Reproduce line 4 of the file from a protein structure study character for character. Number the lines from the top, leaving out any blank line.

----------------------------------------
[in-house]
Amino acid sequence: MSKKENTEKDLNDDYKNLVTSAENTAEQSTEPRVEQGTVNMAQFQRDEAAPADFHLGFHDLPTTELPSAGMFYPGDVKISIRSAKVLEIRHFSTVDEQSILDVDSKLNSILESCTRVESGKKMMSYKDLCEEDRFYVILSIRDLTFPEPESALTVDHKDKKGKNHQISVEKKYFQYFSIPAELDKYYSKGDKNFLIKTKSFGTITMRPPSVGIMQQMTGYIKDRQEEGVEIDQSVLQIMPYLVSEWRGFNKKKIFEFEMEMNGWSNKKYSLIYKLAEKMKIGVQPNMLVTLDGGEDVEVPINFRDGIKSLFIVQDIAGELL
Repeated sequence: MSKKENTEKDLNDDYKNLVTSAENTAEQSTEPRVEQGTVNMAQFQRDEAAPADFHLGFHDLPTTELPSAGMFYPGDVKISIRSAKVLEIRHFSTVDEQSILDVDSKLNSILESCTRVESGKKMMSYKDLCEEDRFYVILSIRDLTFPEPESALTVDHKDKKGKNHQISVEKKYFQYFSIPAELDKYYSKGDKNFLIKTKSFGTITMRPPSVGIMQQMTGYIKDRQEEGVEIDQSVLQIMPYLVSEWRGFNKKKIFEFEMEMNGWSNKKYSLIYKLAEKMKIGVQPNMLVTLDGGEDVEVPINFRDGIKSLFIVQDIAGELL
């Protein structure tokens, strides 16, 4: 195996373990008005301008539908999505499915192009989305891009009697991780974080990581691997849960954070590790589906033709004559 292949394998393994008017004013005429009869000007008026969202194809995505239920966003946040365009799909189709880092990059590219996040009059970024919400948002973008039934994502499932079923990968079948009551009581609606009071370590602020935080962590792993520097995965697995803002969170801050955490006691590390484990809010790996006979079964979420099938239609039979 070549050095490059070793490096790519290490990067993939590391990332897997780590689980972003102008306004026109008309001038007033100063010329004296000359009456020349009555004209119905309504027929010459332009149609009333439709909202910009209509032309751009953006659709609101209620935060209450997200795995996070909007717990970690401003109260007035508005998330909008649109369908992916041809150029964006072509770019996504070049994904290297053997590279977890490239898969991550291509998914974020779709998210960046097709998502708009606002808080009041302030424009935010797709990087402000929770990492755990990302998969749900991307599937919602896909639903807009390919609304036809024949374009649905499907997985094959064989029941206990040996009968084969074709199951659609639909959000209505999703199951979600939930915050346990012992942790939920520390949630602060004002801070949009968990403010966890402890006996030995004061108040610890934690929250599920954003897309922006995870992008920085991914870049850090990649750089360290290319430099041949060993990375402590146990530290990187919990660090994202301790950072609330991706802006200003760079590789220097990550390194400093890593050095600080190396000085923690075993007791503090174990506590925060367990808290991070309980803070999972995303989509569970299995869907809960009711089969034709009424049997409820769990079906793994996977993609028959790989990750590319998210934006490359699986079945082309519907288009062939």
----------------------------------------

């Protein structure tokens, strides 16, 4: 195996373990008005301008539908999505499915192009989305891009009697991780974080990581691997849960954070590790589906033709004559 292949394998393994008017004013005429009869000007008026969202194809995505239920966003946040365009799909189709880092990059590219996040009059970024919400948002973008039934994502499932079923990968079948009551009581609606009071370590602020935080962590792993520097995965697995803002969170801050955490006691590390484990809010790996006979079964979420099938239609039979 070549050095490059070793490096790519290490990067993939590391990332897997780590689980972003102008306004026109008309001038007033100063010329004296000359009456020349009555004209119905309504027929010459332009149609009333439709909202910009209509032309751009953006659709609101209620935060209450997200795995996070909007717990970690401003109260007035508005998330909008649109369908992916041809150029964006072509770019996504070049994904290297053997590279977890490239898969991550291509998914974020779709998210960046097709998502708009606002808080009041302030424009935010797709990087402000929770990492755990990302998969749900991307599937919602896909639903807009390919609304036809024949374009649905499907997985094959064989029941206990040996009968084969074709199951659609639909959000209505999703199951979600939930915050346990012992942790939920520390949630602060004002801070949009968990403010966890402890006996030995004061108040610890934690929250599920954003897309922006995870992008920085991914870049850090990649750089360290290319430099041949060993990375402590146990530290990187919990660090994202301790950072609330991706802006200003760079590789220097990550390194400093890593050095600080190396000085923690075993007791503090174990506590925060367990808290991070309980803070999972995303989509569970299995869907809960009711089969034709009424049997409820769990079906793994996977993609028959790989990750590319998210934006490359699986079945082309519907288009062939």